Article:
August/September 2009 - Vol. 32

Salt of the Empire: The Role of the Christian Family in Evangelization,
by Mike Aquilina, continued

The Good Samaritan by Stephen Sawyer

Luminous Grace
5. Cultivate the virtue of hope. Divine grace has unlimited power. It can transform persons; it can and has transformed cultures. As parents, as parishioners, and as neighbors, we have to believe in miracles. We have to believe that people can change. It is too easy for us to believe that many people are hopelessly lost, have been by the culture or their own lives irremediably inoculated against the gospel. But this is simply not true. Read the agnostic Rodney Stark: Miracles do happen, people do change, towns and cities and nations can convert to Christianity at the rate of 40 percent per decade.

6. Live by the teachings of the Church. We need to raise our homes up to the standards of Jesus Christ and his Church. It is a high standard, but the alternatives today are deadly. The early Christians did not convert the empire by compromising with the empire’s ideas of family life. They did not compromise on divorce, contraception, abortion, infanticide, or homosexual activity.

The early Christians hated these sins, even as they passionately loved the sinners who committed these sins – the sinners who lived in their neighborhoods. We, too, need to hate these sins and keep them far from our own homes. But we need also to help other homes, other families to live according to Jesus’ teachings. We need to evangelize the families who need us. If we do not, then we can count ourselves with the priest and the Levite in the parable of the Good Samaritan, who passed by the man in the ditch.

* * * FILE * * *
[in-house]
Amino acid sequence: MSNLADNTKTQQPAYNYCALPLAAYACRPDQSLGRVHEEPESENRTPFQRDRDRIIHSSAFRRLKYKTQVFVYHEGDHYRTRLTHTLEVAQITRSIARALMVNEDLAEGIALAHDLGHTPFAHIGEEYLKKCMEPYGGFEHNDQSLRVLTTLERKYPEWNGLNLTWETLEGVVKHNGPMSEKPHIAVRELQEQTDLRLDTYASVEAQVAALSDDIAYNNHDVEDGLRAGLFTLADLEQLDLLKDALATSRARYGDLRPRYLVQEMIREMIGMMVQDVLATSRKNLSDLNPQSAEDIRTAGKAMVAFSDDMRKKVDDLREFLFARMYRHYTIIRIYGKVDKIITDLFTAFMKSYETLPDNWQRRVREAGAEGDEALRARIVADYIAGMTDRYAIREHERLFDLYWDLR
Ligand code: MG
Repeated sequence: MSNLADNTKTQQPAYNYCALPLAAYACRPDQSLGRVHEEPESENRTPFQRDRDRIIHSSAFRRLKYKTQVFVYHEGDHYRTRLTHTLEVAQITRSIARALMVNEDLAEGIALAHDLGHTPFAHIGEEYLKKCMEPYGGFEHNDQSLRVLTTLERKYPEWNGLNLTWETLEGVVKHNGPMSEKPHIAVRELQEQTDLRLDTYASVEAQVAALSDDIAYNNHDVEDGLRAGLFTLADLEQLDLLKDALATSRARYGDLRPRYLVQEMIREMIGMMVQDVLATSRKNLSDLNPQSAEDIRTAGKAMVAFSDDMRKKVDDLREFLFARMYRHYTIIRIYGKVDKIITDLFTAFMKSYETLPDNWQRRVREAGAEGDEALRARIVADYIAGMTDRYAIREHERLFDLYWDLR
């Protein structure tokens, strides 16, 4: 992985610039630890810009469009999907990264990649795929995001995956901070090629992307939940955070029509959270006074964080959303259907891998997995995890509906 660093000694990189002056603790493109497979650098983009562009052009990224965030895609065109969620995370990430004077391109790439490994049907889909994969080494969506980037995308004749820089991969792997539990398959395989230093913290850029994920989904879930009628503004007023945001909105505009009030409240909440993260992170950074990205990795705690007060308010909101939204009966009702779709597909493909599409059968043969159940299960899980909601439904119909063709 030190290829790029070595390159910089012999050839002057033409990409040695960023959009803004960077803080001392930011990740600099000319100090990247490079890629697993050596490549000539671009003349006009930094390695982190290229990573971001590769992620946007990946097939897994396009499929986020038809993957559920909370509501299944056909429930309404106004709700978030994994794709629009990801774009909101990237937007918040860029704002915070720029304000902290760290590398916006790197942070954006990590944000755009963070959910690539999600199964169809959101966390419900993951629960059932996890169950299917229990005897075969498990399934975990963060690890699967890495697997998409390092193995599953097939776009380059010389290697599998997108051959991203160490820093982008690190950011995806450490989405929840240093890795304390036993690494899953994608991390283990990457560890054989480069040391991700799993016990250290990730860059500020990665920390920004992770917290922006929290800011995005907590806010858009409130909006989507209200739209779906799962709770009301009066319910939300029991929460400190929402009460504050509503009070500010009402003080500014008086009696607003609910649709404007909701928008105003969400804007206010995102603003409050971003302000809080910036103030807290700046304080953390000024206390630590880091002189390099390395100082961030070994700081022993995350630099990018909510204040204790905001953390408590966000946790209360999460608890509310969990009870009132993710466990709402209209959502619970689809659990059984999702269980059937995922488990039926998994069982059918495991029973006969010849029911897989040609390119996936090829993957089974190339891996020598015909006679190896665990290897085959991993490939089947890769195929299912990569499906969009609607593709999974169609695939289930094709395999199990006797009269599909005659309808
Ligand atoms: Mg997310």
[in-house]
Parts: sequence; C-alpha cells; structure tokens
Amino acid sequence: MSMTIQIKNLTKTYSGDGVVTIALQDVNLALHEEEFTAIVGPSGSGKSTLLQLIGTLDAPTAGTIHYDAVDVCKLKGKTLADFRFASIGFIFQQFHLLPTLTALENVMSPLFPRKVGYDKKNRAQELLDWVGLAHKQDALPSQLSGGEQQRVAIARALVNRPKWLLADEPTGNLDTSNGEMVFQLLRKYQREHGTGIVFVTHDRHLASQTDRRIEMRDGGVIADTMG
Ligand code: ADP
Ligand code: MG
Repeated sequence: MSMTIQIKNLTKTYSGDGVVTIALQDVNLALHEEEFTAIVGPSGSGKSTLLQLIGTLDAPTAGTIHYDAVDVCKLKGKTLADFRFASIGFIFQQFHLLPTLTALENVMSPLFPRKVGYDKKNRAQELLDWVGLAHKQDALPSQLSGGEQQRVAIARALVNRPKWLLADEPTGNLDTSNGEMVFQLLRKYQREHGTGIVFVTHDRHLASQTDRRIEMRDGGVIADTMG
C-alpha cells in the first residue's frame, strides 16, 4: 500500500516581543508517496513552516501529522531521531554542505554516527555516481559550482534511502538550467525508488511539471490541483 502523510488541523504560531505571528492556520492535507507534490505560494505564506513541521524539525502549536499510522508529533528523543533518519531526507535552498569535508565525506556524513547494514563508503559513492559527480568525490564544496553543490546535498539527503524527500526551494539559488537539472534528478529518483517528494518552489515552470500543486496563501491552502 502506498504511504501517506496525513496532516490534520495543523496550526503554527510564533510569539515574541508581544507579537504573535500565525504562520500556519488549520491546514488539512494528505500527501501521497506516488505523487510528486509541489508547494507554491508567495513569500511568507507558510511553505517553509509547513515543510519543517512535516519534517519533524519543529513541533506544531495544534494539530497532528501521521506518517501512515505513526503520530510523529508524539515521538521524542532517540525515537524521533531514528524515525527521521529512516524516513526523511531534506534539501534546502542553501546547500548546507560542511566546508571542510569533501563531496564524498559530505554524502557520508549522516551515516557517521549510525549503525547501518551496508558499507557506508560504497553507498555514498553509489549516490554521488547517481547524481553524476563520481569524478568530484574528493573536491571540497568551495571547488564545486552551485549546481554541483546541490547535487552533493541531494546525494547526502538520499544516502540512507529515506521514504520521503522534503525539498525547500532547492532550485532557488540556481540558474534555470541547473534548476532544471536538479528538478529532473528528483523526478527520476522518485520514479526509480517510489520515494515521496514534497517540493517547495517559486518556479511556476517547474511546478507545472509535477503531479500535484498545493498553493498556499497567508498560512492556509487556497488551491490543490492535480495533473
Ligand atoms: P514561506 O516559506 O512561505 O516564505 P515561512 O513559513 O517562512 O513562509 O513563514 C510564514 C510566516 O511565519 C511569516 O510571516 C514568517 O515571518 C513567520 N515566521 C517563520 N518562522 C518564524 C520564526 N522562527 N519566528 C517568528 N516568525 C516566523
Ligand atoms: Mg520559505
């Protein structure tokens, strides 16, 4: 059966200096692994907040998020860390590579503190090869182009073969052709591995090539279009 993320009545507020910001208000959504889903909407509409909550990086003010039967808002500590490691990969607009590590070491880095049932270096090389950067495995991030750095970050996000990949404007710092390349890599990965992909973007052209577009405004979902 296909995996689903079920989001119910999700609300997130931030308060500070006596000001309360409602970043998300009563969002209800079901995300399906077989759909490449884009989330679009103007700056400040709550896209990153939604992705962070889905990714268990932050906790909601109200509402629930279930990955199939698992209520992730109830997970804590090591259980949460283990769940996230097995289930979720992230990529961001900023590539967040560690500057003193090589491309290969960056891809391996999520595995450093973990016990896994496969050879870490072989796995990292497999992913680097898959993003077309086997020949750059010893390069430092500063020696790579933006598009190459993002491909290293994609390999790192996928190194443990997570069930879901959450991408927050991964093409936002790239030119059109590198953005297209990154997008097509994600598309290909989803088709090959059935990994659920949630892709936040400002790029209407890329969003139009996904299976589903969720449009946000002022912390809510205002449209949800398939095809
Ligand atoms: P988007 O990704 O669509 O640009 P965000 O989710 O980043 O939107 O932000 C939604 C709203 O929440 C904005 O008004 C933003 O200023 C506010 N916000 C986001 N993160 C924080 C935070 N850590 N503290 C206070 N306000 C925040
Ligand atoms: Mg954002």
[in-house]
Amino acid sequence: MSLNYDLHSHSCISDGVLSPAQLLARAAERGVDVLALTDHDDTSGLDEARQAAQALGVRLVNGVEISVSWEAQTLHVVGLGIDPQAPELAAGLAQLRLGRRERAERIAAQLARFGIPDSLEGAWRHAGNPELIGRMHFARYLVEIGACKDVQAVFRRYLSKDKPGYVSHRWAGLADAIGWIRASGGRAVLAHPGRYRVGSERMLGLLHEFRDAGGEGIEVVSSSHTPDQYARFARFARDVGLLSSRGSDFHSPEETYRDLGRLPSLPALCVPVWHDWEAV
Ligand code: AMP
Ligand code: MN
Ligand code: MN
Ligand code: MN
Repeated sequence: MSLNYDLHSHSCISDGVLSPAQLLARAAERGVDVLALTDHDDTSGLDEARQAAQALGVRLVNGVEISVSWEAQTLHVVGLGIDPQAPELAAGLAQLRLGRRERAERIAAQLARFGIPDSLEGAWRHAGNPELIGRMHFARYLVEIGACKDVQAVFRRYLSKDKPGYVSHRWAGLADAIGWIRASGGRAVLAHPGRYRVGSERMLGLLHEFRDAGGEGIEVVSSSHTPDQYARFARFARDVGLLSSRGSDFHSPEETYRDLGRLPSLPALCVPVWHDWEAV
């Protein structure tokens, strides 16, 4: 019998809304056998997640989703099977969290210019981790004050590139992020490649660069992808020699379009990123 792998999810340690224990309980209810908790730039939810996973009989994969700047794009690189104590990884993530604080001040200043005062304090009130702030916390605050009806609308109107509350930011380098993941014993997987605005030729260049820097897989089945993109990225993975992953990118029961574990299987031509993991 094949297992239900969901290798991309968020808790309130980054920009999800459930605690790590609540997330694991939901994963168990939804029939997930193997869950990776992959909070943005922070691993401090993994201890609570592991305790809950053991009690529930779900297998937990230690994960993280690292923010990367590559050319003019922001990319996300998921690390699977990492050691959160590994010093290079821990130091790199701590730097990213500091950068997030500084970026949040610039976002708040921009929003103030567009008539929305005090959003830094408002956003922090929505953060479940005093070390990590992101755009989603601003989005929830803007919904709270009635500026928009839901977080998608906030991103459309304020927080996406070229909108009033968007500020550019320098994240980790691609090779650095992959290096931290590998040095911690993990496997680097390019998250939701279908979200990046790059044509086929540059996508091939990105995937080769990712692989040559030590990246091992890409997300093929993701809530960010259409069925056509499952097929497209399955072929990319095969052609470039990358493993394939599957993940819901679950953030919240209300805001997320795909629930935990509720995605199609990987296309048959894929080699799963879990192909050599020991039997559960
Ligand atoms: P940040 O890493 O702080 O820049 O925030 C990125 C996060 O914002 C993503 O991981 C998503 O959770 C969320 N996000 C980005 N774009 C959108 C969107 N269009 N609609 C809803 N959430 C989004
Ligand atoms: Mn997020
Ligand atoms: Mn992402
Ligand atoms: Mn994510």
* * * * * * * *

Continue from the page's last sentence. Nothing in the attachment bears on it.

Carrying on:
I close not with a quote from the early Christians but from a contemporary Christian, Pope John Paul II, who in On the Laity (Christifideles Laici) drew a lesson from the early Church as he instructed families in the ways of evangelization:

Animated in its own inner life by missionary zeal, the Church of the home is also called to be a luminous sign of the presence of Christ and of his love for those who are “far away,” for families who do not yet believe, and for those Christian families who no longer live in accordance with the faith that they once received. The Christian family is called to enlighten “by its example and its witness . . . those who seek the truth.”
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[This article was originally published in Touchstone: A Journal of Mere Christianity, May 2004. Touchstone is a monthly ecumenical journal which endeavors to promote doctrinal, moral, and devotional orthodoxy among Roman Catholics, Protestants, and Orthodox. Copyright © 2004 the Fellowship of St. James. Used with permission.].

Mike Aquilina, a Roman Catholic, has written numerous articles and several books on church history and especially patristics, including The Fathers of the Church (1999, 2006). He was editor of New Covenant Magazine from 1996 to 2002. 

Mike is executive vice president of the St. Paul Center for Biblical Theology. His blog, The Way of the Fathers.

He and his wife Terri live in Pittsburgh, Pennsylvania, USA. They have six children. 

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